The chloroplast structural alteration and the photosynthetic apparatus activity of cherry tomato seedlings were investigated under dysprosium lamp [white light control (C)] and six light-emitting diode (LED) light treatments designated as red (R), blue (B), orange (O), green (G), red and blue (RB), and red, blue, and green (RBG) with the same photosynthetic photon flux density (PPFD) (≈320 μmol·m−2·s−1) for 30 days. Compared with C treatment, net photosynthesis of cherry tomato leaves was increased significantly under the light treatments of B, RB, and RBG and reduced under R, O, and G. Chloroplasts of the leaves under the RB treatment were rich in grana and starch granules. Moreover, chloroplasts in leaves under RB seemed to be a distinct boundary between granathylakoid and stromathylakoid. Granathylakoid under treatment B developed normally, but the chloroplasts had few starch granules. Chloroplasts under RBG were similar to those under C. Chloroplasts under R and G were relatively rich in starch granules. However, the distinction between granathylakoid and stromathylakoid under R and G was obscure. Chloroplasts under O were dysplastic. Palisade tissue cells in leaves under RB were especially well-developed and spongy tissue cells under the same treatment were localized in an orderly fashion. However, palisade and spongy tissue cells in leaves under R, O, and G were dysplastic. Stomatal numbers per mm2 were significantly increased under B, RB, and RBG. The current results suggested blue light seemed to be an essential factor for the growth of cherry tomato plants.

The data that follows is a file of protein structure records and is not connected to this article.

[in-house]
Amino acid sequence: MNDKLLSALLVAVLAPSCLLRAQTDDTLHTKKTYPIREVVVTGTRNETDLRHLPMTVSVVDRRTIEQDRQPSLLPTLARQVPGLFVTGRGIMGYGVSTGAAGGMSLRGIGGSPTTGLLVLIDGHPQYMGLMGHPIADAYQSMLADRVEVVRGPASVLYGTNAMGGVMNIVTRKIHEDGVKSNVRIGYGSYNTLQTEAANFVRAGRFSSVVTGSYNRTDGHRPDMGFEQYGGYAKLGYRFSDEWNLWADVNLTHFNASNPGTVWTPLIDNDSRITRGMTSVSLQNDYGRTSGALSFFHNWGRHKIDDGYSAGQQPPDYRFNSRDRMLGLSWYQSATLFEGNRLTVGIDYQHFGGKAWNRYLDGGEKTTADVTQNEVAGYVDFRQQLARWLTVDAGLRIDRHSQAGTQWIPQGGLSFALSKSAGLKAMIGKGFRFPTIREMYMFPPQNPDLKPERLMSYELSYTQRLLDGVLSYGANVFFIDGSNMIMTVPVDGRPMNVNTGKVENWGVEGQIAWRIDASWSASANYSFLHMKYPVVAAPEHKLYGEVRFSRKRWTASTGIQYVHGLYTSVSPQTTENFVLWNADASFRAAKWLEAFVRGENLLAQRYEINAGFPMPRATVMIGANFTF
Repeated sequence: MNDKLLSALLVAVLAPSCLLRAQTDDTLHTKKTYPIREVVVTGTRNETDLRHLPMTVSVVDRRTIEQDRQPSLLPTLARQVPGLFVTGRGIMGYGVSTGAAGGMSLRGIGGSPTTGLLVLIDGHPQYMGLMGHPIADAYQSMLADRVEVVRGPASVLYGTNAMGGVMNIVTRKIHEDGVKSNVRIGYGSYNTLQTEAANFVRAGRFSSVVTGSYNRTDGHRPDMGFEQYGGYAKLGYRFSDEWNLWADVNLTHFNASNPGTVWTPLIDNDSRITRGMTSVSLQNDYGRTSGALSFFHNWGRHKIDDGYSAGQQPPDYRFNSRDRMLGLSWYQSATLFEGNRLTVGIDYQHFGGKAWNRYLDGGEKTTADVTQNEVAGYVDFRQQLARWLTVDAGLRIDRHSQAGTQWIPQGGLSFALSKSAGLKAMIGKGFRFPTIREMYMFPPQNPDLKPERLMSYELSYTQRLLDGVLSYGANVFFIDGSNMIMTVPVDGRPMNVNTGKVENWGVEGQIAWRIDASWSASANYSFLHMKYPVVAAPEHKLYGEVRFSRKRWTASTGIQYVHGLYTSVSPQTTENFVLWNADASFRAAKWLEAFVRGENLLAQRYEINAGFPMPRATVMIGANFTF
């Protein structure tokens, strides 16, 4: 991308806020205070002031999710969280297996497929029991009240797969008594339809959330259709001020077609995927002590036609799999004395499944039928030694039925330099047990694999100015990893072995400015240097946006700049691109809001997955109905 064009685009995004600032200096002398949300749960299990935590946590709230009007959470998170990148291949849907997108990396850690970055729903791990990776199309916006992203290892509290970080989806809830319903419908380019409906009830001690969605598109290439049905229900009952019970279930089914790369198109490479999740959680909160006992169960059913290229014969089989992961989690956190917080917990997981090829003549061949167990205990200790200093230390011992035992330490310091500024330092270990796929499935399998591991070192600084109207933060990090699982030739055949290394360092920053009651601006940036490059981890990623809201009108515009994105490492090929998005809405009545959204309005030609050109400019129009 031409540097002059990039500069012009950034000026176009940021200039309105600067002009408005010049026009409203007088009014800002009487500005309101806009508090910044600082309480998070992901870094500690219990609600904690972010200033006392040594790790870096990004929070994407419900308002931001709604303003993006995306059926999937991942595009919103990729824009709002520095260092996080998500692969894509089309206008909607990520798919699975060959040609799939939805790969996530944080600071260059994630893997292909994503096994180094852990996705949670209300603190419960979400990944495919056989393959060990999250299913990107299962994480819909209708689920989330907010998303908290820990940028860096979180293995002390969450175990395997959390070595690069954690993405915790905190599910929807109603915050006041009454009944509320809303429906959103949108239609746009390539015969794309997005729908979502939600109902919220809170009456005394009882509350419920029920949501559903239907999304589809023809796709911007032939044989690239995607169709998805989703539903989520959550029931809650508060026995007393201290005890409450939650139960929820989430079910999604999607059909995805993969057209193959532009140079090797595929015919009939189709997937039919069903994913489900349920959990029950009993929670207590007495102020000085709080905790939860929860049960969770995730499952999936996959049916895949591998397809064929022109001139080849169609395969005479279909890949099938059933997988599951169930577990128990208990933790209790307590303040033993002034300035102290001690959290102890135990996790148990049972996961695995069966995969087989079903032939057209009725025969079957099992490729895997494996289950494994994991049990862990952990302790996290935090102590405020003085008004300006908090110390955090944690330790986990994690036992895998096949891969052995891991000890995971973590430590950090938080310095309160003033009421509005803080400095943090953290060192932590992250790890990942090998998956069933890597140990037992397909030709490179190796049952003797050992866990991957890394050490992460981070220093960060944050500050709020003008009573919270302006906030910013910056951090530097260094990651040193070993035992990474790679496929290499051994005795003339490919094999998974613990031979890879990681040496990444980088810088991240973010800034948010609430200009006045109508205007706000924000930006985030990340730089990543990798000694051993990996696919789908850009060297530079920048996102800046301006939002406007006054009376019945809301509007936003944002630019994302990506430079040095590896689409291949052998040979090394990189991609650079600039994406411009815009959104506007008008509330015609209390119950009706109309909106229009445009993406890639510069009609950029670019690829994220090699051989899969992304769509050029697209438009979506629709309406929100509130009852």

Liu XiaoYing, Guo ShiRong, Xu ZhiGang, Jiao XueLei and Takafumi Tezuka
Chang-Xia Du, Huai-Fu Fan, Shi-Rong Guo and Takafumi Tezuka
To examine whether spermidine (SPD) modifies plant antioxidant enzyme expression in response to short-term salt stress, cucumber (Cucumis sativus) seedlings were treated with NaCl in the presence or absence of SPD for 3 days. Compared with untreated control plants, free radical production and malondialdehyde content in leaves and roots increased significantly and plant growth was suppressed under 50 mm NaCl stress. Exogenous SPD sprayed on leaves at a concentration of 1 mm alleviated salinity-mediated growth reduction. Salt stress caused a consistent increase in soluble protein content, as well as peroxidase (POD) and superoxide dismutase (SOD) activities in cucumber seedlings. By native polyacrylamide gel electrophoresis, five POD isozymes were detected in cucumber seedling leaves, and seven in roots. We detected five SOD isozymes in leaves and four in roots, and two catalase (CAT) isozymes in leaves and two in roots. Our results indicate that salt stress induced the expression of POD and SOD isozymes in cucumber seedlings, but inhibited the expression of CAT isozymes in roots. Application of exogenous SPD further increased POD and SOD expression and activity, and led to the differential regulation of CAT in leaves and roots. These data show that antioxidant enzymes, especially POD and SOD, appear to protect cucumber seedlings against stress-related damage, and they appear to function as the molecular mechanisms underlying the response of cucumber seedlings to salinity. Moreover, SPD has potential to scavenge directly free radical and to alleviate growth inhibition and promote the activity and expression of antioxidant system enzymes in cucumber seedlings under short-term salt stress.